Note that equation (6) is just like equation (5). So the risk-free interest rate for the foreign currency plays the role of a continuous dividend rate. One way to interpret the rate difference $r-r_f$ is that it is the cost of carry for a foreign currency. In this interpretation, we borrow at the domestic rate $r$ and invest the borrowed funds in a foreign risk-free account paying at the rate $r_f$. The earnings from the foreign account will offset the cost of the domestic borrowing.

Example 3
Suppose that a dollar denominated forward contract calls for the delivery of 10 million yens at the end of 6 months. Suppose that the annual continuously compounded risk-free rate for yen is 3% and the annual continuously compounded risk-free rate for dollars is 1%. Currently the dollar/yen exchange rate is \$0.008 per yen. Calculate the forward price in dollars for this contract.

Plugging in all the relevant inputs, the following dollar forward price per yen:

$F_{0,0.5}=0.008 \ e^{(0.01- 0.03) \ 0.5}=0.008 \ e^{-0.01}=0.007920399$

Thus the dollar forward price per 10 million yens is 10000000 (0.007920399)=79203.9867.

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Remarks

One idea emerged in the derivation of the above forward prices is that dividends have the effect of a negative interest rate. The dividend payments are not received by the forward contract buyer since she only receives the stock at the expiration date. As a result, the forward contract buyer must be compensated for missing out on the dividends. In general, if the asset produces income before the forward contract buyer receives the asset, the effect of the missed income would be like a negative interest rate (to compensate for the missed income). This idea also applies to commodity forward pricing. If a commodity has income streams (e.g. it can be leased out), the forward price must reflect this negative interest rate. On the other hand, if a owning a commodity incurs expenses (e.g. storage costs), then the forward contract buyer will have to pay more for the commodity since the forward contract buyer has to compensate the commodity owner for the expenses.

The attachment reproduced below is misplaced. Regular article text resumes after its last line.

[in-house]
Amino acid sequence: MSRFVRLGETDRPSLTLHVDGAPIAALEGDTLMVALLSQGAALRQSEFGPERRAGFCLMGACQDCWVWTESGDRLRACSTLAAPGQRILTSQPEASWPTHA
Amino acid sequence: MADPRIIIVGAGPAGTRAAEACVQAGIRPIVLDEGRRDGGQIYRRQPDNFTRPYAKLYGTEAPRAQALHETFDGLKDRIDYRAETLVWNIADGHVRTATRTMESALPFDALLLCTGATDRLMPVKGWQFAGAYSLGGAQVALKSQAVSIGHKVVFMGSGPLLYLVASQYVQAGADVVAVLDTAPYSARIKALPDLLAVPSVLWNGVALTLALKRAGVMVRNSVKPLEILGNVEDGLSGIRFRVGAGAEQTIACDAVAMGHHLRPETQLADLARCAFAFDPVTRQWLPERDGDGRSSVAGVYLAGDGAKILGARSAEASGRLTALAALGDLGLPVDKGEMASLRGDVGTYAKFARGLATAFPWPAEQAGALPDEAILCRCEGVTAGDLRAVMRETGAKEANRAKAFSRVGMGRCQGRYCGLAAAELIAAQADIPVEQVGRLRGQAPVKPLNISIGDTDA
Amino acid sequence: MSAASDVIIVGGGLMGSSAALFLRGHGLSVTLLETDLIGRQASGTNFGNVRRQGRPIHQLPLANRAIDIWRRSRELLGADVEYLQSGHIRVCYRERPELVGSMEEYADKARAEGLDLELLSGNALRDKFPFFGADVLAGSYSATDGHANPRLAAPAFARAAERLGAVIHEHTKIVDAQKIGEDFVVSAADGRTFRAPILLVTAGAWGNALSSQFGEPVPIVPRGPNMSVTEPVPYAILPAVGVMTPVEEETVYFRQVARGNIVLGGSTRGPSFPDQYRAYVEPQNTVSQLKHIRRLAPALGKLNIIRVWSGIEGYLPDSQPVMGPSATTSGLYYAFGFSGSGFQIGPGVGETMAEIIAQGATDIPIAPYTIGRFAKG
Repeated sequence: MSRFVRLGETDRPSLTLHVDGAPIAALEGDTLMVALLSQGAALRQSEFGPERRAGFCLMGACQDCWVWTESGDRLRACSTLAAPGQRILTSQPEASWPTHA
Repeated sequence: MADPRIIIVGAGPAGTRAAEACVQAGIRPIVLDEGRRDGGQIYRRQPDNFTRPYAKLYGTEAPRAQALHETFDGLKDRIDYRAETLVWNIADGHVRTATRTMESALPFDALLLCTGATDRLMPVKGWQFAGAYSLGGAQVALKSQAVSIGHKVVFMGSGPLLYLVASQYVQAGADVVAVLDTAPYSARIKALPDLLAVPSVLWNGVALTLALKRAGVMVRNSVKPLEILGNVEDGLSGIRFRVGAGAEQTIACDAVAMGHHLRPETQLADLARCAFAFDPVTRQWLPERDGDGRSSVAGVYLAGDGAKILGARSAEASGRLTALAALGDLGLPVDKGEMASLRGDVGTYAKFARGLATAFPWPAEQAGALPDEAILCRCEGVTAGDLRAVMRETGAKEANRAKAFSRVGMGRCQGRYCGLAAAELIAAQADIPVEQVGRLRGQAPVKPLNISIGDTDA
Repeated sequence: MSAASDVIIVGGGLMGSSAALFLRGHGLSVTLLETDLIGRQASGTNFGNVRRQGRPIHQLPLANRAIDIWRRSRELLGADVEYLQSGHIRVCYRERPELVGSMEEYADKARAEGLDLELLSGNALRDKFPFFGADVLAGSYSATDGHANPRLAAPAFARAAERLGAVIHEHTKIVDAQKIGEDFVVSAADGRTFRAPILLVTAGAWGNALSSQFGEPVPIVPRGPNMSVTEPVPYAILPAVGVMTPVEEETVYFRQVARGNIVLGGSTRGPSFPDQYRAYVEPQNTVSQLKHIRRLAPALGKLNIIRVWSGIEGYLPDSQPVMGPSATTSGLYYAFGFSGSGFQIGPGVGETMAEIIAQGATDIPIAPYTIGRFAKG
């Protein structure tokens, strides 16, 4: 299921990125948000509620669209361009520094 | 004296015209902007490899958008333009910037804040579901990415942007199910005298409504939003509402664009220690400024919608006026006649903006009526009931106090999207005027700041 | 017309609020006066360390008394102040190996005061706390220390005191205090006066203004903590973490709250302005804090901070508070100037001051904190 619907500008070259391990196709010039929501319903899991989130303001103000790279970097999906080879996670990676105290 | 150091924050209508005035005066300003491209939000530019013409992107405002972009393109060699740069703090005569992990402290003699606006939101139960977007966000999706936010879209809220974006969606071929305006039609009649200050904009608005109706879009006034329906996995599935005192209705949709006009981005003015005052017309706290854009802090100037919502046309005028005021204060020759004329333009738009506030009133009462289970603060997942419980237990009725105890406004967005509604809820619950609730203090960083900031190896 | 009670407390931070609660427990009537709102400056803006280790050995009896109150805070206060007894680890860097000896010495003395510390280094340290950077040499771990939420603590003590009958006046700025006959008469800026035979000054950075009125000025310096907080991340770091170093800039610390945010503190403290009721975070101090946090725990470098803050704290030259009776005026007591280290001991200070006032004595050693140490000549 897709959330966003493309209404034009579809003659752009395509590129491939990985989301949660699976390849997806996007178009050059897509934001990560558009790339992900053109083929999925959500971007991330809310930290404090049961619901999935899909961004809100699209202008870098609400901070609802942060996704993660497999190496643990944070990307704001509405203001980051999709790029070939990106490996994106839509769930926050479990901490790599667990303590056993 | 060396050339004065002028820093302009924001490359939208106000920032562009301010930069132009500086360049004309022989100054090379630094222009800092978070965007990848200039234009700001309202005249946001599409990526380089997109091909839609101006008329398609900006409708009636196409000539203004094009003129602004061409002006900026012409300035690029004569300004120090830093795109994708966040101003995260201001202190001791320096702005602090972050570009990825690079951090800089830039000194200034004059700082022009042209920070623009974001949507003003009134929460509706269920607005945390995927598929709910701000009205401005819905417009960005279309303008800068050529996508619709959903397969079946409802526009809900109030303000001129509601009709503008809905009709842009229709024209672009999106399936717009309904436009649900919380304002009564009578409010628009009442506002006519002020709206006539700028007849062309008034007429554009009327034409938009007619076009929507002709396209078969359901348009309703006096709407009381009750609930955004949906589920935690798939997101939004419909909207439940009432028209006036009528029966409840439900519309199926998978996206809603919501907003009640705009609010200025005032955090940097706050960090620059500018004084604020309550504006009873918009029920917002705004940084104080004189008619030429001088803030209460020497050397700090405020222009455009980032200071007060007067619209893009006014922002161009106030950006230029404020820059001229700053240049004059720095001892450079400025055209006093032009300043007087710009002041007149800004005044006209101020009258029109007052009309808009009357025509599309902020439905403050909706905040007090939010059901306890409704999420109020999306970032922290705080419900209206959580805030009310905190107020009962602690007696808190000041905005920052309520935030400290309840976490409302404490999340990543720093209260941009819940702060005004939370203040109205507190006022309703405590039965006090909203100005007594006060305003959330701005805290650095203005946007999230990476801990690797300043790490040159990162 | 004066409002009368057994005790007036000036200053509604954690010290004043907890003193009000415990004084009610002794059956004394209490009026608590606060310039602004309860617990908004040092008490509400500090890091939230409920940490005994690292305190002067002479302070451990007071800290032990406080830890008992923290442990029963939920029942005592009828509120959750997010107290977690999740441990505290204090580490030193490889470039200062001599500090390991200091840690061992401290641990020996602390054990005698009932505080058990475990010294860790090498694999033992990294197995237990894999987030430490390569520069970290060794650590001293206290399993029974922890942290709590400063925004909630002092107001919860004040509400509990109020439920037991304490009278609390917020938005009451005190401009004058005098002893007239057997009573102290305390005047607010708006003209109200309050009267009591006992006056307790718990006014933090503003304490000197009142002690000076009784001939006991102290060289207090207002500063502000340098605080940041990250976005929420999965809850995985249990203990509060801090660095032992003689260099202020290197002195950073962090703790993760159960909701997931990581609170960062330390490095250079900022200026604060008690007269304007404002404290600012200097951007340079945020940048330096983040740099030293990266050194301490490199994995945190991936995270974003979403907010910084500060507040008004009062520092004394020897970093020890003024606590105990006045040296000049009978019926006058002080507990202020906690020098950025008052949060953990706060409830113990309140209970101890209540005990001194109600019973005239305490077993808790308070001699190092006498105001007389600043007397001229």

The following table summarizes all the forward prices discussed above. The price $F_{t,T}$ is the forward price of an asset set at time $t$ to be purchased at a future time $T$. All the other variables are as discussed above.

$\text{ }$

$\left[\begin{array}{ll} \text{Underlying asset} & \text{Forward price} \\ \text{ } & \text{ } \\ \text{Non-dividend paying stock} & F_{t,T}=S_t \ e^{r(T-t)} \\ \text{ } & \text{ } \\ \text{Dividend paying stock (discrete)} & F_{t,T}=S_t \ e^{r(T-t)}-\text{CV of the dividends} \\ \text{ } & \text{ } \\ \text{Dividend paying stock (continuous)} & F_{t,T}=S_t \ e^{(r- \delta) \ (T-t)} \\ \text{ } & \text{ } \\ \text{Currency} & F_{t,T}=x_t \ e^{(r- r_f) \ (T-t)} \end{array}\right]$

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$\copyright \ \ 2015 \ \text{Dan Ma}$